On the other side you have pro-development capitalists. These people see the creation of wealth and unimpeded economic development as being the most important thing. They tend to believe that all the science on climate change is inaccurate and incomplete at best and the result of a vast anti-humanist and socialist conspiracy at worst. They will often falsify or ignore important science in order to strengthen their message. In one notorious example the oil company Exxon-Mobil offered scientists $40,000 dollars to fabricate results that showed climate change was not occurring.

    Stuck in the middle are the poor scientists who continue researching and coming up with pieces of information that do occaisionally contradict each other. This is only to be expected in a field as vast, complicated and little understood as climate science.

    Its often said that we can’t predict the weather a month from now so why are we making all these predictions about the next 100 years. That ignores the fact that we can see long term trends in the earths climate. We may not be able to say how sunny it will be next tuesday but if temperatures have been steadily rising by (for example) half a degree each decade for the past 50 years then we can say that the next ten will probably be warmer rather than cooler.

    But it has got to the point where, as Manu says, even us normal people are beginning to notice diiferences in the climate. Rains not coming when they should, islands sinking, diseases like Malaria being found in highland valleys that were previously too cool for mosquitoes, shrinking glaciers in the Owen Stanley ranges. Taken separately some of these may be able to be explained but together they present a compelling reason to take a look at what is happening to the earths climate and see what, if anything, we can do.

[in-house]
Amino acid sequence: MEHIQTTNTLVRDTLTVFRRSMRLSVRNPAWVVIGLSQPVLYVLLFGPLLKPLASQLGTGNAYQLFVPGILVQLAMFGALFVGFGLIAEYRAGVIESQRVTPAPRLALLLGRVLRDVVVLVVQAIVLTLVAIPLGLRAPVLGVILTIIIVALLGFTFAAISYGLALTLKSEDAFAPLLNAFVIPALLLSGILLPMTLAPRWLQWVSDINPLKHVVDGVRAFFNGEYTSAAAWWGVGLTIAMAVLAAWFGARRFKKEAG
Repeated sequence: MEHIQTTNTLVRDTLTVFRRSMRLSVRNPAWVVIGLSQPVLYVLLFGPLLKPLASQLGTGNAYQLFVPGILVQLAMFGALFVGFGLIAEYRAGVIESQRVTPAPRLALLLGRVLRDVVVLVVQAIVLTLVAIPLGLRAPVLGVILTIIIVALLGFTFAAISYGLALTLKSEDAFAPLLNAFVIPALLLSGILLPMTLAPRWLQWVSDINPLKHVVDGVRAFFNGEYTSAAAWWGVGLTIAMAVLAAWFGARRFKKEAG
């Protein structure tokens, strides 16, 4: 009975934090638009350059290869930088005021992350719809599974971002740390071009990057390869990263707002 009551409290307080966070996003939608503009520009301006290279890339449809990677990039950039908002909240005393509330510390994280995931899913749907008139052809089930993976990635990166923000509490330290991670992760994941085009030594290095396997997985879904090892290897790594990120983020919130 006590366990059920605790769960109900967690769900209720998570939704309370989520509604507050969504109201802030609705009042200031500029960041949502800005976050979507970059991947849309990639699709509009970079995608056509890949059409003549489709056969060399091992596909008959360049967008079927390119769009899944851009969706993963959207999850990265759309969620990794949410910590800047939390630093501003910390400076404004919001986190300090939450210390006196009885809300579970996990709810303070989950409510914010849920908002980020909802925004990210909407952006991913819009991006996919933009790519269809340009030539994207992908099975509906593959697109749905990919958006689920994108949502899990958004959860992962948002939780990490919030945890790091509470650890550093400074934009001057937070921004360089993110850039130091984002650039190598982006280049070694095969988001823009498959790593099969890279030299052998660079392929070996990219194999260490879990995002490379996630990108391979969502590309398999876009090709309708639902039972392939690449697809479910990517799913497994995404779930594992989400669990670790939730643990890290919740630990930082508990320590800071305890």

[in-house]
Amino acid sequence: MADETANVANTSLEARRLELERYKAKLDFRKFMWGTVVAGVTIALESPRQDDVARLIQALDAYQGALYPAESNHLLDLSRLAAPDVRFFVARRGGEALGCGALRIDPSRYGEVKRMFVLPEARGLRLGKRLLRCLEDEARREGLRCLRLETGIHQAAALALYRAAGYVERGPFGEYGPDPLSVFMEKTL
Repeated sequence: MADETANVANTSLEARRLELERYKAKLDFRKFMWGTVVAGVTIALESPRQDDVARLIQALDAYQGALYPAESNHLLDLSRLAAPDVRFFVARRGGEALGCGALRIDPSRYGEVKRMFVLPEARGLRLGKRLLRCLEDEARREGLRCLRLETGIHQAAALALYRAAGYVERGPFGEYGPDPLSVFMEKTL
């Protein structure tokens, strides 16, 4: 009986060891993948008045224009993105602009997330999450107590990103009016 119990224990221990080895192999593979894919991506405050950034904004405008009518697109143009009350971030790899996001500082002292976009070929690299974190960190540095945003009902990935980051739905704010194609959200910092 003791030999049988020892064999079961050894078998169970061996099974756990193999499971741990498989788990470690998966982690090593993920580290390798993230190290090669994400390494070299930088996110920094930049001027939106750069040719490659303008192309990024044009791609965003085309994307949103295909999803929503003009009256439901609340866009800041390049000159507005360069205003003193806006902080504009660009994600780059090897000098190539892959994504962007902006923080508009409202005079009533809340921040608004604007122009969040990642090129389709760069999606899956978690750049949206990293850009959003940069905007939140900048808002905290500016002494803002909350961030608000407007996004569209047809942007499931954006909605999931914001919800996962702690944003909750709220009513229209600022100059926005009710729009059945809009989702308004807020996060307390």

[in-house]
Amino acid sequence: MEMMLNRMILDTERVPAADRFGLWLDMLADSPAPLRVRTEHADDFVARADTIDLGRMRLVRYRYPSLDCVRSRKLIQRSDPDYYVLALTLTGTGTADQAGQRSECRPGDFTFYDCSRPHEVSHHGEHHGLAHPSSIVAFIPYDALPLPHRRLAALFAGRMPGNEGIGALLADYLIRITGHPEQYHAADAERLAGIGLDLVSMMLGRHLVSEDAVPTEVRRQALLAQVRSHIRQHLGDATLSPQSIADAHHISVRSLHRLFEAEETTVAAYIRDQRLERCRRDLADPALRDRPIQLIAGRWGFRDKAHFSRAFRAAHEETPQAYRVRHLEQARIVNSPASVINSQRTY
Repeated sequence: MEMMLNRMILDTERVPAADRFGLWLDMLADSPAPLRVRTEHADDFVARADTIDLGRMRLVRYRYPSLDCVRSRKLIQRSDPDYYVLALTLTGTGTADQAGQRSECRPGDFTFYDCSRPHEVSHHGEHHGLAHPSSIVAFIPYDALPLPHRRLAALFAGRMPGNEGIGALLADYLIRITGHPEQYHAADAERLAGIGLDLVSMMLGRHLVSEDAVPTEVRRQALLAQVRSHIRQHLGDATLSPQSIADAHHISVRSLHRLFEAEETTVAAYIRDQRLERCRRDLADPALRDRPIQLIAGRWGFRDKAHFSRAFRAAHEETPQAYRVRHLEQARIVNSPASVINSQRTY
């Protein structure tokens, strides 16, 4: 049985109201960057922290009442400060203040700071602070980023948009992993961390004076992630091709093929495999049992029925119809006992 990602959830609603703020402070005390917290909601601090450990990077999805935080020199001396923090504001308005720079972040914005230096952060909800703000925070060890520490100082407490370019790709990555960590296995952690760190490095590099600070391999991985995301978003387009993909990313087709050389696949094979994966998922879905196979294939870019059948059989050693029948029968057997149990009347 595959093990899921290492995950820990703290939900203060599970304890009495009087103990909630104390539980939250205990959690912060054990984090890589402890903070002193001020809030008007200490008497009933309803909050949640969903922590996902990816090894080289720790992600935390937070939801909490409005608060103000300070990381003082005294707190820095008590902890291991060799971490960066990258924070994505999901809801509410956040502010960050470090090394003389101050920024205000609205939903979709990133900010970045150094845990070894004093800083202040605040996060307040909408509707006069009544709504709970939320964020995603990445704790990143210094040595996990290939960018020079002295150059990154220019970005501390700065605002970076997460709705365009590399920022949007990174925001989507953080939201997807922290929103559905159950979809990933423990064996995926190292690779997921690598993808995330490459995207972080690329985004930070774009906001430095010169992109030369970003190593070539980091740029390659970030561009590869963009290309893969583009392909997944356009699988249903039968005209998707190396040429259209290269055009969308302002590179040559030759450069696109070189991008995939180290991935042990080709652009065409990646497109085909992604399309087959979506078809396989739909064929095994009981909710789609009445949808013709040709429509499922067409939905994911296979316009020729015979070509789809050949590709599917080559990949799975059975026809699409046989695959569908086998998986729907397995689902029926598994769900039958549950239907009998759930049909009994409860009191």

The consensus at the moment is that the earth is being gradually warmed by a greenhouse effect caused by rising carbon dioxide levels that is mainly emitted by the burning of coal and oil and the cutting down of our forests, the lungs of the earth. There has been some recent interest in solar cycle variations but the science in this is far less compelling than the man-made climate change theory.

    The people who will suffer the most in any climate change scenario are the worlds poor and developing countries. The rich western countries have the money and infrastructure to deal with all but the most disastrous changes in weather but poor people with little resources such as Carteret islanders or the hundreds of millions who live in flood prone regions of Bangladesh have little option and any rise in sea levels will affect them disproportionately.

    The earth is at a tipping point where if current trends continue then we will be seeing vast changes in the climate that will affect everyone everywhere. We must make choices now that will cut our CO2 emmissions and stabilize their levels at under 550 parts per million. Currently we are at about 420 ppm and rising. Fast. This effect could be also be sped up even quicker by processes known as positive feedback loops. In short; the warmer it gets the quicker the warming will occur. If we get into a positive feedback loop it may be impossible to control the warming. We have 10, perhaps 15 years to get this under control. To wait any longer could be disastrous.

  3. @Rodney
    I think Moem is about the same, I haven’t been there in a while myself. But on the Dagua side it seems like it’s more erosion rather than sea levels rising, (but it could be both).